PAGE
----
Pick a ‘great books’ list – any of the many – and look at the publication dates. For example, this one. Here is the top ten from that list, with the publication dates.
Note that only three of the top ten books on this list are from the 20th century, and none are post-2000. On the other hand, there are over 60,000 new novels published each year. So, what are the odds that any of this year’s new books makes it onto anyone’s great books list? Clearly, the odds are: none.
Yet, hope abides. New books get attention. Look at the storefront of any bookstore, or the reading list of any book club. Here are the three most recent selections from a local book club.
Note that each of these books was published within the last two years.
The same thing happens with film – the most modern art form. Here are the top ten ‘great films’ from the list on the web site IMDB:
The newest film on the list is nearly twenty years old. Sources indicate around 700 films are released commercially each year. What are the odds that any of the 700 from any one year becomes a ‘great film’?
The same thing occurs in any creative field. Take music. There are probably around 20,000 new recordings released each year. How many of these will be remembered a year later? The 2014 Album of the Year award at the Grammys went to Daft Punk, for their recording ‘Random Access Memories’. A year earlier it was Mumford & Sons for ‘Babel’. Will anyone remember them 20 years from now?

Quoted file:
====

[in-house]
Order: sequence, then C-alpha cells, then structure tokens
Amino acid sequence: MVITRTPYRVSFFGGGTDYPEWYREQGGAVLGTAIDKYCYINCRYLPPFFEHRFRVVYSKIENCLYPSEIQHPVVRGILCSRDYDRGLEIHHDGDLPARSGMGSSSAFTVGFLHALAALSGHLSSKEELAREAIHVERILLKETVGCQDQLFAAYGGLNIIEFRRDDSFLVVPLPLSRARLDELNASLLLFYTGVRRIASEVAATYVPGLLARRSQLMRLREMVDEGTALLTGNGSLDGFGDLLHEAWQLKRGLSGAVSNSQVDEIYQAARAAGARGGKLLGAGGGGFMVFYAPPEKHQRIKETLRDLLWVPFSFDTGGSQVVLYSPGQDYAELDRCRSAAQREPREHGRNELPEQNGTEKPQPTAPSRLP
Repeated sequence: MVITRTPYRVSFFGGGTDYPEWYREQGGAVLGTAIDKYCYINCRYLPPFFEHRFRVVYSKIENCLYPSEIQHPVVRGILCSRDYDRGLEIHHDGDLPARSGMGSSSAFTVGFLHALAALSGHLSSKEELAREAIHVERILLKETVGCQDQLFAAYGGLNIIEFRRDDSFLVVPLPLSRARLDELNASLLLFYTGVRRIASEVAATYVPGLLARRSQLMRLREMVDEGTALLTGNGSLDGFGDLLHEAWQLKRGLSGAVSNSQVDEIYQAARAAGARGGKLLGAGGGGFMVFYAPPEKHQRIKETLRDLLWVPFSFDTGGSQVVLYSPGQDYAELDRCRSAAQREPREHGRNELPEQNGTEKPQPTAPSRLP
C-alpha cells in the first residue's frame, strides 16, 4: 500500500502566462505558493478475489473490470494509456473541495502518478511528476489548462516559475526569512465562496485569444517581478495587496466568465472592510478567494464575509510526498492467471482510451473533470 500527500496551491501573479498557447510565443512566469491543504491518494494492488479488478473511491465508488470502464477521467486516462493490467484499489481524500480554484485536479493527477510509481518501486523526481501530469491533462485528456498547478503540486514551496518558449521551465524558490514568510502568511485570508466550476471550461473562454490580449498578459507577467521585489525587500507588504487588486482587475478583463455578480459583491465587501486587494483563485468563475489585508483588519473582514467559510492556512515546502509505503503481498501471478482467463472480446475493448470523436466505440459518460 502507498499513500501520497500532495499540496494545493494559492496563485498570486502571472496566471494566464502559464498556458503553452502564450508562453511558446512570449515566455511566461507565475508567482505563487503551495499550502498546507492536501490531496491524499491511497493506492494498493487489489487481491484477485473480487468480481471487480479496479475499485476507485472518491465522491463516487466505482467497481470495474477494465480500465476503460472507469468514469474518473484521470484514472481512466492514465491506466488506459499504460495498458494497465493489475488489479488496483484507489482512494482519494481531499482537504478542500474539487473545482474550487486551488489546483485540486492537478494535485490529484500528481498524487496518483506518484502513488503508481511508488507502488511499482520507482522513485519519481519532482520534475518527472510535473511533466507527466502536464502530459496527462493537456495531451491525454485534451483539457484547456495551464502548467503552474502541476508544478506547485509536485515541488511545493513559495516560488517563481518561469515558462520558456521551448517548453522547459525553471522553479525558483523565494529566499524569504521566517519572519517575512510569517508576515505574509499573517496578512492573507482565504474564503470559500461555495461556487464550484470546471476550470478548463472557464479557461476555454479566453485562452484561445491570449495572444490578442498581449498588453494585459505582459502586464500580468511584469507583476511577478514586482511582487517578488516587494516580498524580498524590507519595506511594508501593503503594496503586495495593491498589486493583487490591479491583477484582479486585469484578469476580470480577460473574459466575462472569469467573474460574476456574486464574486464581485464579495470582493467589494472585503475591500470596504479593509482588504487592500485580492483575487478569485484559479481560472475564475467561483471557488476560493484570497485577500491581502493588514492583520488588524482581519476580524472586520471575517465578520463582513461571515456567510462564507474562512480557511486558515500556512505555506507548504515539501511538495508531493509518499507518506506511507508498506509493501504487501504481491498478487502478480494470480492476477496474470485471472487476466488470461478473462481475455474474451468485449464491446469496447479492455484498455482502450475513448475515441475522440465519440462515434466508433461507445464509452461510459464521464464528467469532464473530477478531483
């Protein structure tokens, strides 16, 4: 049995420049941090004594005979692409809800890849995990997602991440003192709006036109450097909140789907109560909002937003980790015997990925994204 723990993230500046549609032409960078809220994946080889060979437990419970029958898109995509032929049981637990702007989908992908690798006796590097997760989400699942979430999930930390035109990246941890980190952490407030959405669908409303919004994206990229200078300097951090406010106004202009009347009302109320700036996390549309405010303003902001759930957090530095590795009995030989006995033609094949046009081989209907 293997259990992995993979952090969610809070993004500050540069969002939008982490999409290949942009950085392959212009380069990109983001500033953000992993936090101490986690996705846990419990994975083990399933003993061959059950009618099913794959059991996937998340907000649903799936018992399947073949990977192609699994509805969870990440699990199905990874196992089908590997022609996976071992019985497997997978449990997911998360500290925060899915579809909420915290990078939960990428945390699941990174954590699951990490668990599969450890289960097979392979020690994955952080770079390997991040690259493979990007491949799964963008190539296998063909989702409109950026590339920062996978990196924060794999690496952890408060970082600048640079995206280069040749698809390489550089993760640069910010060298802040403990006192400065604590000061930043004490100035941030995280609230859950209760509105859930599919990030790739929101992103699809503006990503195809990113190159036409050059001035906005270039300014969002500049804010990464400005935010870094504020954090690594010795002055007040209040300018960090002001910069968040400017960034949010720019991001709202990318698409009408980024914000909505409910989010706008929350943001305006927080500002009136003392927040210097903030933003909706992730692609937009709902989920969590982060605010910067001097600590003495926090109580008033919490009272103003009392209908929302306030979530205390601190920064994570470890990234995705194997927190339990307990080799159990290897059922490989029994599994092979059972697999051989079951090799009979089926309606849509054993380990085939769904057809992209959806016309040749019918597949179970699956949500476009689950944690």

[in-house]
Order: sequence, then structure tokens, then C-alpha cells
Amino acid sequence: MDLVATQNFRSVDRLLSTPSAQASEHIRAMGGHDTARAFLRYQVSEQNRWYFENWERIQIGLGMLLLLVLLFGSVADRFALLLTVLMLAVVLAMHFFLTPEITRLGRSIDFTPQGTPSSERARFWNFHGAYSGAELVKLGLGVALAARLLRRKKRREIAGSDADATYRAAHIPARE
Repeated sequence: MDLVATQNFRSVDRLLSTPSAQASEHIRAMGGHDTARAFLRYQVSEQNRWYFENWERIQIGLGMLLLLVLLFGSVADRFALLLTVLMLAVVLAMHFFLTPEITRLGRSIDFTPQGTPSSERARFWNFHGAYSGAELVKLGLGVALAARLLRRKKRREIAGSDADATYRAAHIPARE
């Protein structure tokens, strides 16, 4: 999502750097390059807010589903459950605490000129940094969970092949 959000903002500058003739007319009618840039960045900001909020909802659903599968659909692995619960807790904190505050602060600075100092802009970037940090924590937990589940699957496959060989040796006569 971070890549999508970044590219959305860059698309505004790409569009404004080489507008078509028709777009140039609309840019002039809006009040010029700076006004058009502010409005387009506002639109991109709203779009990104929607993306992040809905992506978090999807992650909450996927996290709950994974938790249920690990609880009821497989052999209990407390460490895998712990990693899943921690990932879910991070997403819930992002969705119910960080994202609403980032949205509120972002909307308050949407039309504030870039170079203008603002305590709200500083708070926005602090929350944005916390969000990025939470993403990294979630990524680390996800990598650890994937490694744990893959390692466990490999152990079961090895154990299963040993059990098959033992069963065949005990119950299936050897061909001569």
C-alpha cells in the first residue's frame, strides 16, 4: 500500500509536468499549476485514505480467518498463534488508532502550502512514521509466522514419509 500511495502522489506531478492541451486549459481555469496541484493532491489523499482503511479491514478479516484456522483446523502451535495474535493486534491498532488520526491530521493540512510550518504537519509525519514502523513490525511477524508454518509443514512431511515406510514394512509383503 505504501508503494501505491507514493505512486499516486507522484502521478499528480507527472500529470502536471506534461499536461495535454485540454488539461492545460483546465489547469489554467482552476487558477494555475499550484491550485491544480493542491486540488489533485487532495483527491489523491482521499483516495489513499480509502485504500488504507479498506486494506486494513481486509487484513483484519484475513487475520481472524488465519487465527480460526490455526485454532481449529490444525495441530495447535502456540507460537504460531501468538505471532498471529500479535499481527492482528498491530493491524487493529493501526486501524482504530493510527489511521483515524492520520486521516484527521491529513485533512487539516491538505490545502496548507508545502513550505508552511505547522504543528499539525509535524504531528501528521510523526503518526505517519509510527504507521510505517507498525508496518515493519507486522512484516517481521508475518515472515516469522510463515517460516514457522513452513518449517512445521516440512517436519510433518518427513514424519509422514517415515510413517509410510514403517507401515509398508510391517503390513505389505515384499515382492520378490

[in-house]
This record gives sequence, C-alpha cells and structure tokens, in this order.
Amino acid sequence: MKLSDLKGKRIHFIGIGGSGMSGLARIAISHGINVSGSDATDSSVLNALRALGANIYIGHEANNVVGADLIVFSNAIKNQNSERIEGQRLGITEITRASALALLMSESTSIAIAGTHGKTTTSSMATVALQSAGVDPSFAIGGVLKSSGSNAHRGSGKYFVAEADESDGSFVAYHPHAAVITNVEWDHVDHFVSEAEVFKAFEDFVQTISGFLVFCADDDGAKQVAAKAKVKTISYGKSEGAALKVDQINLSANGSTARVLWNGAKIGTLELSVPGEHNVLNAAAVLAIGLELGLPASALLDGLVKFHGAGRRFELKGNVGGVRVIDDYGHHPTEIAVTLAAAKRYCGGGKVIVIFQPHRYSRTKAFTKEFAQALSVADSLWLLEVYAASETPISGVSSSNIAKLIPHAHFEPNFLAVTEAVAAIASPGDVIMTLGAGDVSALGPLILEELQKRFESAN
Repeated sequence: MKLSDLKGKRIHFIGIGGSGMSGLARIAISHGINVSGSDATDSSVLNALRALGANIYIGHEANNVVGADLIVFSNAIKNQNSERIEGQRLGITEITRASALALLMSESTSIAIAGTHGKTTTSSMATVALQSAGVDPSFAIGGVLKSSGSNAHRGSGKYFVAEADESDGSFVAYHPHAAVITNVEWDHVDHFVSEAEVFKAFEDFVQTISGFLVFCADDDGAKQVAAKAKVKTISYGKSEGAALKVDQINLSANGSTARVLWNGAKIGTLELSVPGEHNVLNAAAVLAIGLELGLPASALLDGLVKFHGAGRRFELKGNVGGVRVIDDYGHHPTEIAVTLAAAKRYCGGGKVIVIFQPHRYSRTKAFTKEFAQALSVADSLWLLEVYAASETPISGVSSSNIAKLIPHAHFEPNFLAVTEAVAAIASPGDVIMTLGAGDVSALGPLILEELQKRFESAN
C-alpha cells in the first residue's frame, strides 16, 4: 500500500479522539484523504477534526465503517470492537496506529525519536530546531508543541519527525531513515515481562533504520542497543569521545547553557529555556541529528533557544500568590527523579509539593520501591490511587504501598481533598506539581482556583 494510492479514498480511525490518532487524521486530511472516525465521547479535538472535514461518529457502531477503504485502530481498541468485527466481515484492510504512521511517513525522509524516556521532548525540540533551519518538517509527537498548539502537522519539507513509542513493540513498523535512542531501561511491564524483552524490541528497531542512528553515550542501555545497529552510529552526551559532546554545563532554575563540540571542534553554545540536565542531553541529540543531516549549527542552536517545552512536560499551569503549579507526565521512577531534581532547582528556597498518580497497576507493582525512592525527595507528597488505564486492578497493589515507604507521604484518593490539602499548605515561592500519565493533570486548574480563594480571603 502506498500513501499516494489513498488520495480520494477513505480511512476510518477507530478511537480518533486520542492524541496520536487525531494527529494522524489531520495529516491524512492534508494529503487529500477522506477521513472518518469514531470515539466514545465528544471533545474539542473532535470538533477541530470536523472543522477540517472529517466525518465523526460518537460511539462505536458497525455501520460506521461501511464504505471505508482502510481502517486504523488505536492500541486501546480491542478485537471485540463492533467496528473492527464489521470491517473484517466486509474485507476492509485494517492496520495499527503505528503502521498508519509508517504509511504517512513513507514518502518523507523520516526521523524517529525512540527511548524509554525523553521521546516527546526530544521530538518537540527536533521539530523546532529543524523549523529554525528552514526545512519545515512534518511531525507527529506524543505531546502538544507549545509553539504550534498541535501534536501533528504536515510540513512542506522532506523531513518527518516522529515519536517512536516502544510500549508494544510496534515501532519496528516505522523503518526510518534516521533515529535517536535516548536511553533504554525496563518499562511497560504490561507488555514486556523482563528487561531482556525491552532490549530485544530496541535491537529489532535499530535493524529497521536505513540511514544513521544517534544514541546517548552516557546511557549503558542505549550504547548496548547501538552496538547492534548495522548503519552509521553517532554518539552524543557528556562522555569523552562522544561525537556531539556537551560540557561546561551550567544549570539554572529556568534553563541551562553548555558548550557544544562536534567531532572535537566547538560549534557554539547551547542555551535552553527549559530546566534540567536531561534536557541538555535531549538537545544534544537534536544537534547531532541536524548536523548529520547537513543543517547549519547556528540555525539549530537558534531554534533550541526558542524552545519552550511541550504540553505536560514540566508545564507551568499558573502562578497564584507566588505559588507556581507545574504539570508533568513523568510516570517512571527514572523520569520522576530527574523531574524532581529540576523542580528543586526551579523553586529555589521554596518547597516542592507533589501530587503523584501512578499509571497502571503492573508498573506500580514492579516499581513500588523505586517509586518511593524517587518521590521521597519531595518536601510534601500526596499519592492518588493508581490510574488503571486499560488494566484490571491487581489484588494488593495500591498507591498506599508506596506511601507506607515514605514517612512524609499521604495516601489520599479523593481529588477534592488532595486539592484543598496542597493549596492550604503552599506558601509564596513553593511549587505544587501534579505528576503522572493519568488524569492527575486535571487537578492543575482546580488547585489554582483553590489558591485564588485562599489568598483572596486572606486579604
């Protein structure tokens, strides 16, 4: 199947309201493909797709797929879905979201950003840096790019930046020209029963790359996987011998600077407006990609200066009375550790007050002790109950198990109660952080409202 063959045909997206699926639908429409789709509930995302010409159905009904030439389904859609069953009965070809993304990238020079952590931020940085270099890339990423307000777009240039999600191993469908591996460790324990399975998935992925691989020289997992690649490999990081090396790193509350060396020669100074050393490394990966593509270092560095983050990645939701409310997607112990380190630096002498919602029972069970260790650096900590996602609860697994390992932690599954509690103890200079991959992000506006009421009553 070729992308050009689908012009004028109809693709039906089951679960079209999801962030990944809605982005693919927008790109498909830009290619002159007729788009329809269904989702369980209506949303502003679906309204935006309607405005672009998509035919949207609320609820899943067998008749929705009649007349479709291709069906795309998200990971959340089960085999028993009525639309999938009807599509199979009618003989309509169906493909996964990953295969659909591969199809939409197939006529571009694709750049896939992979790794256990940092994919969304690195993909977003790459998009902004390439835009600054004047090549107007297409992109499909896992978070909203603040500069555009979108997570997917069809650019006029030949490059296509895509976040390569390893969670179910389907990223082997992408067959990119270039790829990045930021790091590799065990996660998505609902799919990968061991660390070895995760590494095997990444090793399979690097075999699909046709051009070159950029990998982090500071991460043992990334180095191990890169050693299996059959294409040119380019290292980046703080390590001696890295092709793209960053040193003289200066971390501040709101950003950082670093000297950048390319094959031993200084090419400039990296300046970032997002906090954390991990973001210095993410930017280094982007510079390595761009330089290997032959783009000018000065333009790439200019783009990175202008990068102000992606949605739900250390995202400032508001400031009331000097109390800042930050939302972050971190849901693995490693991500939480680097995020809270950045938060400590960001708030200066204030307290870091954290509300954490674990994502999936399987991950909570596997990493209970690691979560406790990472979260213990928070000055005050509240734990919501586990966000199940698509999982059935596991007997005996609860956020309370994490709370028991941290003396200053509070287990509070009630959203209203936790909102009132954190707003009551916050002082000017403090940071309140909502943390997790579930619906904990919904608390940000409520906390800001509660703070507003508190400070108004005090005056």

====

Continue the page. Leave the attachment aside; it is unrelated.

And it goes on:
I’m not criticizing current creative endeavor. There is no evidence that more or less good/great art is produced today than at any other time. My beef is with the love affair with NEW. I’m crying ‘fraud’ and saying that rather than listening to new music, reading new books, watching new films, our time is better spent with works from the past that are already reviewed, tested, and proven great.
I know most of you will ignore this and keep on rolling the dice, buying the new books…renting the new films; and thank you! After all, you are the patrons that fund the engine that grinds out all the new content. If that engine falters or slows, then there are no new great works of art. So, please, keep it up!
The bottom line
I encourage those of you who are more discriminating to resist the constant calls to look at all the new stuff. Relatively speaking, it’s junk. Instead, spend a little effort to find the great stuff from the past that’s already sitting there, waiting for you.
For the rest of you, thanks for funding the ‘new art’ lottery!